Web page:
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One doctor's passionate and profound memoir of his experience grappling with race, bias, and the unique health problems of black Americans
When Damon Tweedy begins medical school, he envisions a bright future where his segregated, working-class background will become largely irrelevant. Instead, he finds that he has joined a new world where race is front and center. The recipient of a scholarship designed to increase black student enrollment, Tweedy soon meets a professor who bluntly questions whether he belongs in medical school, a moment that crystallizes the challenges he will face throughout his career. Making matters worse, in lecture after lecture the common refrain for numerous diseases resounds, More common in blacks than in whites.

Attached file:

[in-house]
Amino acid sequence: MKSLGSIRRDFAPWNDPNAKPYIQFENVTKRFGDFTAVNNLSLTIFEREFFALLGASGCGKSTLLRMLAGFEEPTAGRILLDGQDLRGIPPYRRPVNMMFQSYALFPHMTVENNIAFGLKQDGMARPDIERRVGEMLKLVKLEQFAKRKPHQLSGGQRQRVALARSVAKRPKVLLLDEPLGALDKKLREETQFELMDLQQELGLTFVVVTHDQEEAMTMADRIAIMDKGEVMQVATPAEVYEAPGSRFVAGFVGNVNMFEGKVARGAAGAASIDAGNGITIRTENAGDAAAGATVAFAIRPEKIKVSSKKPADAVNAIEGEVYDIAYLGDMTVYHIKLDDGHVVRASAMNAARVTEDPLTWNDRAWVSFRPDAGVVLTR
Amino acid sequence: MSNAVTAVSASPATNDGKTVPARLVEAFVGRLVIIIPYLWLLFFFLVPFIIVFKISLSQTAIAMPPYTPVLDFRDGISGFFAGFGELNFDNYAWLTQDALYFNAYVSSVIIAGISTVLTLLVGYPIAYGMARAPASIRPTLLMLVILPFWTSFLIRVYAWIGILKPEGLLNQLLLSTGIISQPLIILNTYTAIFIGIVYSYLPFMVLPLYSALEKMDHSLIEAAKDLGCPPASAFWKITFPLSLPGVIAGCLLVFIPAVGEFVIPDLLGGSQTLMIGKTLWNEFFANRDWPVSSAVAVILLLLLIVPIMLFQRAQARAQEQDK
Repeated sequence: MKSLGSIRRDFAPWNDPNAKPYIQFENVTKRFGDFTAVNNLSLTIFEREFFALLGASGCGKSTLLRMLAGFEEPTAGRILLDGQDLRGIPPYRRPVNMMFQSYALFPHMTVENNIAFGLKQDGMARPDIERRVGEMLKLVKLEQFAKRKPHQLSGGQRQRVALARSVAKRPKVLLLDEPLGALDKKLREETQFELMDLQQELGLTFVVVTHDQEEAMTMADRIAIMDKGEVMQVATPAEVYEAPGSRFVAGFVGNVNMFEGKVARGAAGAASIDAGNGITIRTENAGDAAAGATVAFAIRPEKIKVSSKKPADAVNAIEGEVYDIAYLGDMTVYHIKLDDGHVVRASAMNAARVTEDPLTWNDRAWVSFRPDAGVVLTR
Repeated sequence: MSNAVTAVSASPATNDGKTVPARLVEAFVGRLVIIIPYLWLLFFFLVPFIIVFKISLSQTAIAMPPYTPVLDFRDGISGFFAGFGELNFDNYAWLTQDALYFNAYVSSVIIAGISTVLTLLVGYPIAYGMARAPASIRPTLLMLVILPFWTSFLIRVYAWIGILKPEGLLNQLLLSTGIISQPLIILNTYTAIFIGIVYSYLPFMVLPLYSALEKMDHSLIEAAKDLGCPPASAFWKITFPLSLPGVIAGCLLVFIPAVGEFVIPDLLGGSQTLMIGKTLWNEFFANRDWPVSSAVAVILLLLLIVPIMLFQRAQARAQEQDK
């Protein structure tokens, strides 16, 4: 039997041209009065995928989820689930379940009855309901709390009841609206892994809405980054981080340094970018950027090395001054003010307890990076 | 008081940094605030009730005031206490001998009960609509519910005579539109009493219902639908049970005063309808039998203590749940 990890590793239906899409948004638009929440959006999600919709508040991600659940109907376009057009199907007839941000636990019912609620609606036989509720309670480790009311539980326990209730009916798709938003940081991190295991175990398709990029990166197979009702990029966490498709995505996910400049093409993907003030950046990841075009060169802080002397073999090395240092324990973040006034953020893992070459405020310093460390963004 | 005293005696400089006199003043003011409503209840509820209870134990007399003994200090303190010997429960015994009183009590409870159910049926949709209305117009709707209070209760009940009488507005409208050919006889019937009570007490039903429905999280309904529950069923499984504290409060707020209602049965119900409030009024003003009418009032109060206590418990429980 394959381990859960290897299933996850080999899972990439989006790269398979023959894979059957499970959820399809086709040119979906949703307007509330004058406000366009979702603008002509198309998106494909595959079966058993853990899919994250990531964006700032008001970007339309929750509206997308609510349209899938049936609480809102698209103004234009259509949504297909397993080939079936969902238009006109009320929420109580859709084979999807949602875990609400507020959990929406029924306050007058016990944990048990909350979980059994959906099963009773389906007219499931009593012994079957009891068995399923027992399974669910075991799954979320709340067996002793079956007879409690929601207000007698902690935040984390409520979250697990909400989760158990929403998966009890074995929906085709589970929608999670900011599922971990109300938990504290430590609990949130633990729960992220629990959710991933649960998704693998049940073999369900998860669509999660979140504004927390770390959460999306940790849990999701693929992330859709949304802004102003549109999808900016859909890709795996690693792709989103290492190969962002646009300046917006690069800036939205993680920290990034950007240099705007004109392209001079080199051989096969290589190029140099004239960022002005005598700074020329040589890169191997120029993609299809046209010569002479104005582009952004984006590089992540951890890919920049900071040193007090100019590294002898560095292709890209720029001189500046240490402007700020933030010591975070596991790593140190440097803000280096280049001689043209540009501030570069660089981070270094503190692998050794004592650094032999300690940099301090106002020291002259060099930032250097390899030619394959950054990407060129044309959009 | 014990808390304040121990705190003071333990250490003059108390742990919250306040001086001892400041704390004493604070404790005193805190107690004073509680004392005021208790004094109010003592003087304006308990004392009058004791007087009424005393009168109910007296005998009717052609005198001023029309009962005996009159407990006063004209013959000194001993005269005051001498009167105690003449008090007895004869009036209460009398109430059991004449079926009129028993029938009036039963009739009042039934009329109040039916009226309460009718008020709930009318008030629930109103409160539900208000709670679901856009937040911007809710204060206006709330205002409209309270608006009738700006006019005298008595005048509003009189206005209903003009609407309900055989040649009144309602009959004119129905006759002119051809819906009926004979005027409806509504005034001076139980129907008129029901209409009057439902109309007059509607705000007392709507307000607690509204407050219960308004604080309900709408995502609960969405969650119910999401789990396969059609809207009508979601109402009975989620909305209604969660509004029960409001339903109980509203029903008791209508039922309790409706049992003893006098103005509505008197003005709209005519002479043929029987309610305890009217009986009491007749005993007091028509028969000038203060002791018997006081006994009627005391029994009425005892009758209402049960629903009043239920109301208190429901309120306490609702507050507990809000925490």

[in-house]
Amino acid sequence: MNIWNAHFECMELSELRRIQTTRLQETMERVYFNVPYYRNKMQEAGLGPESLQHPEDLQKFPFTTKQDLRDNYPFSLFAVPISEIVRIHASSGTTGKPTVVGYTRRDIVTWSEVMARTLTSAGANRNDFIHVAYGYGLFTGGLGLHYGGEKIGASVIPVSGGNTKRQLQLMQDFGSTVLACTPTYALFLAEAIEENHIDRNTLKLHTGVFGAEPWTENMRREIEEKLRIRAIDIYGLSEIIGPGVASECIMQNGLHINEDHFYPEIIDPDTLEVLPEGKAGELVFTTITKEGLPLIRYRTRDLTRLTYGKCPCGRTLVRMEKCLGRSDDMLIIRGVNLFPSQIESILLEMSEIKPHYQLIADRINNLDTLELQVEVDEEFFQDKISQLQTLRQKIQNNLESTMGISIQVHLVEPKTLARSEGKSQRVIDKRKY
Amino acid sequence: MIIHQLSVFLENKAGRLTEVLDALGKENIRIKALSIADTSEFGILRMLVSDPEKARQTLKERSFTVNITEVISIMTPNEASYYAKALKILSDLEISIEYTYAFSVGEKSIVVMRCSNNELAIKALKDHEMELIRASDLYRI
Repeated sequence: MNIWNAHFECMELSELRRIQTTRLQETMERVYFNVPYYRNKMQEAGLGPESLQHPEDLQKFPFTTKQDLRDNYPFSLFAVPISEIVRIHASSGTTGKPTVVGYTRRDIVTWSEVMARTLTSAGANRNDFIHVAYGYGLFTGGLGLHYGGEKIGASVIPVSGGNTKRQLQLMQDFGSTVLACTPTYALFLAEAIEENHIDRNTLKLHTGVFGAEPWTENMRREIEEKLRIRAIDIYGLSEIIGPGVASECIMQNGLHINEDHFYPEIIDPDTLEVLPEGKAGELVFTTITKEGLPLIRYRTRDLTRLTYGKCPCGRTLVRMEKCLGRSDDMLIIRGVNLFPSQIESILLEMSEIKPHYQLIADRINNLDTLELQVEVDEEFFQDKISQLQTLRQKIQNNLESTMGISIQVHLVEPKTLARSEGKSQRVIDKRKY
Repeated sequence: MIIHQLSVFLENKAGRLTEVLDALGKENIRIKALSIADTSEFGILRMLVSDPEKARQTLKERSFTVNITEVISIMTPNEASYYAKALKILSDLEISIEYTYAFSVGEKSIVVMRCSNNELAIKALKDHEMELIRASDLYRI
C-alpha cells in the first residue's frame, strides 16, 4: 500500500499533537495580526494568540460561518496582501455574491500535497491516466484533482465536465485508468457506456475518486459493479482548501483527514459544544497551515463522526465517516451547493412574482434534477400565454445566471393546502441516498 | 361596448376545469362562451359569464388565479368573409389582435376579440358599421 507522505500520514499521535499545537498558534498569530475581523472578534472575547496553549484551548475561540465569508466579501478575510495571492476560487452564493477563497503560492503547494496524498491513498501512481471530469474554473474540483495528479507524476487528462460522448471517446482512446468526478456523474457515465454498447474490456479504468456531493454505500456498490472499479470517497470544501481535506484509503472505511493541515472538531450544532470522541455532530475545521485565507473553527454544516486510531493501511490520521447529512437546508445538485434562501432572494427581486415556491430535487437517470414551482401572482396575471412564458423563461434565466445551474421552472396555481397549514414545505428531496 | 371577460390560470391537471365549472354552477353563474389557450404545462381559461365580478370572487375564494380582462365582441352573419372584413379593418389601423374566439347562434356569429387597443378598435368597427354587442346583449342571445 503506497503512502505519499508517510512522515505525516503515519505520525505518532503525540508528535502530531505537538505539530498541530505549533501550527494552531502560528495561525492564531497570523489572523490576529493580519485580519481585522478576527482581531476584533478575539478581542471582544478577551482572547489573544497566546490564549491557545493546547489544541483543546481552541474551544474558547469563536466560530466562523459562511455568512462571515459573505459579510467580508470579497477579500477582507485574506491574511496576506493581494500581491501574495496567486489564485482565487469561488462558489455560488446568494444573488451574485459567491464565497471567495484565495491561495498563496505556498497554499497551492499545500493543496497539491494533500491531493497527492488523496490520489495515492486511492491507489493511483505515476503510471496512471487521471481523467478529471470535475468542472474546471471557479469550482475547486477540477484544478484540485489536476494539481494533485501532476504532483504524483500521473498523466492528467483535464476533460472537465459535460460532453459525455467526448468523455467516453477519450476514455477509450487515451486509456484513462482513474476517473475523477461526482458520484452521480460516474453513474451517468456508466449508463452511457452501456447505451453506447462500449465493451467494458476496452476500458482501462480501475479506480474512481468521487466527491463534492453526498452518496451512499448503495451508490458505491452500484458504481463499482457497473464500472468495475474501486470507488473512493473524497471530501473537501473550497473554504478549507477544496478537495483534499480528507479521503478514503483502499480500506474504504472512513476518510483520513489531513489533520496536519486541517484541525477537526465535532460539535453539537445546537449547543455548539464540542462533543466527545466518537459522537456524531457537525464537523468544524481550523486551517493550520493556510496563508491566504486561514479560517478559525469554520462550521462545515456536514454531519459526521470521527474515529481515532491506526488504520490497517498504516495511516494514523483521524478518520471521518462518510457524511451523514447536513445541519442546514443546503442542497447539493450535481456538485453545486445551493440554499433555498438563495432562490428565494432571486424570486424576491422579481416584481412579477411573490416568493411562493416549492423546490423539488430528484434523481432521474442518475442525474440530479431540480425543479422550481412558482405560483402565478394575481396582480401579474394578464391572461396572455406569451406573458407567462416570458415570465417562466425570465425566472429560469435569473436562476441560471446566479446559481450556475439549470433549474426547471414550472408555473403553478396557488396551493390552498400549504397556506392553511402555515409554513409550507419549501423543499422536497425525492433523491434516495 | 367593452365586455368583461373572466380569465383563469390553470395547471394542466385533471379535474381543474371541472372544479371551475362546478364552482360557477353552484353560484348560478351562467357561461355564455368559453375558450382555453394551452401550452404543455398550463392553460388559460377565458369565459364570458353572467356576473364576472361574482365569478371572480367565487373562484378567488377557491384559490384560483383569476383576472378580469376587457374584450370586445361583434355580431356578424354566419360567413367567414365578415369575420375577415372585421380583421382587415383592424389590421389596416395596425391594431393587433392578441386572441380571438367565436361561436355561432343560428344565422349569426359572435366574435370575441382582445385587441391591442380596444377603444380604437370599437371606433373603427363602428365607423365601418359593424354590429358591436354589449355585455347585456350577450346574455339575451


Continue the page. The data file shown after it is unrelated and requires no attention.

Black Man in a White Coat examines the complex ways in which both black doctors and patients must navigate the difficult and often contradictory terrain of race and medicine. As Tweedy transforms from student to practicing physician, he discovers how often race influences his encounters with patients. Through their stories, he illustrates the complex social, cultural, and economic factors at the root of many health problems in the black community. These issues take on greater meaning when Tweedy is himself diagnosed with a chronic disease far more common among black people. In this powerful, moving, and deeply empathic book, Tweedy explores the challenges confronting black doctors, and the disproportionate health burdens faced by black patients, ultimately seeking a way forward to better treatment and more compassionate care.